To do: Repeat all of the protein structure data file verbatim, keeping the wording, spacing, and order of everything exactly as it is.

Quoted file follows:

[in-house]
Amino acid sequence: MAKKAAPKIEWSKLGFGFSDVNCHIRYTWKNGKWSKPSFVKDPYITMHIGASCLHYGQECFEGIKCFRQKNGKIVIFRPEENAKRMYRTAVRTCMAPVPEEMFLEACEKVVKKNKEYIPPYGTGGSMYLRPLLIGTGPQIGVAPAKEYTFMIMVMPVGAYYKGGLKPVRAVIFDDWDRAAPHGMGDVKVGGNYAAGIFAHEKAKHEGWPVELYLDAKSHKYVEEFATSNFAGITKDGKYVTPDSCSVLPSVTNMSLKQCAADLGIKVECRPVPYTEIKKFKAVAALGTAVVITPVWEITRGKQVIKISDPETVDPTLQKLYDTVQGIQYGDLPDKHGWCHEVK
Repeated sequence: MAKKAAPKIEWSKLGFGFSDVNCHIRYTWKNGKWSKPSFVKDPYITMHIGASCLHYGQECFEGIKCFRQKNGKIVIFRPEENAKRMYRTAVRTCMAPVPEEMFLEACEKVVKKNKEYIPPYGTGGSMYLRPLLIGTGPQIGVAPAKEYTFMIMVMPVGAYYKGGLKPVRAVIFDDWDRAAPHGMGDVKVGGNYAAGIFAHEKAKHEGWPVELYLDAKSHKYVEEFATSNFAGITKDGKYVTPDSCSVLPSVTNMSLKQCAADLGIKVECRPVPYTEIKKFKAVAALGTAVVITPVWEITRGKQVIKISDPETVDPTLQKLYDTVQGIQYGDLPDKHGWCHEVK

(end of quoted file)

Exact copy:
[in-house]
Amino acid sequence: MAKKAAPKIEWSKLGFGFSDVNCHIRYTWKNGKWSKPSFVKDPYITMHIGASCLHYGQECFEGIKCFRQKNGKIVIFRPEENAKRMYRTAVRTCMAPVPEEMFLEACEKVVKKNKEYIPPYGTGGSMYLRPLLIGTGPQIGVAPAKEYTFMIMVMPVGAYYKGGLKPVRAVIFDDWDRAAPHGMGDVKVGGNYAAGIFAHEKAKHEGWPVELYLDAKSHKYVEEFATSNFAGITKDGKYVTPDSCSVLPSVTNMSLKQCAADLGIKVECRPVPYTEIKKFKAVAALGTAVVITPVWEITRGKQVIKISDPETVDPTLQKLYDTVQGIQYGDLPDKHGWCHEVK
Repeated sequence: MAKKAAPKIEWSKLGFGFSDVNCHIRYTWKNGKWSKPSFVKDPYITMHIGASCLHYGQECFEGIKCFRQKNGKIVIFRPEENAKRMYRTAVRTCMAPVPEEMFLEACEKVVKKNKEYIPPYGTGGSMYLRPLLIGTGPQIGVAPAKEYTFMIMVMPVGAYYKGGLKPVRAVIFDDWDRAAPHGMGDVKVGGNYAAGIFAHEKAKHEGWPVELYLDAKSHKYVEEFATSNFAGITKDGKYVTPDSCSVLPSVTNMSLKQCAADLGIKVECRPVPYTEIKKFKAVAALGTAVVITPVWEITRGKQVIKISDPETVDPTLQKLYDTVQGIQYGDLPDKHGWCHEVK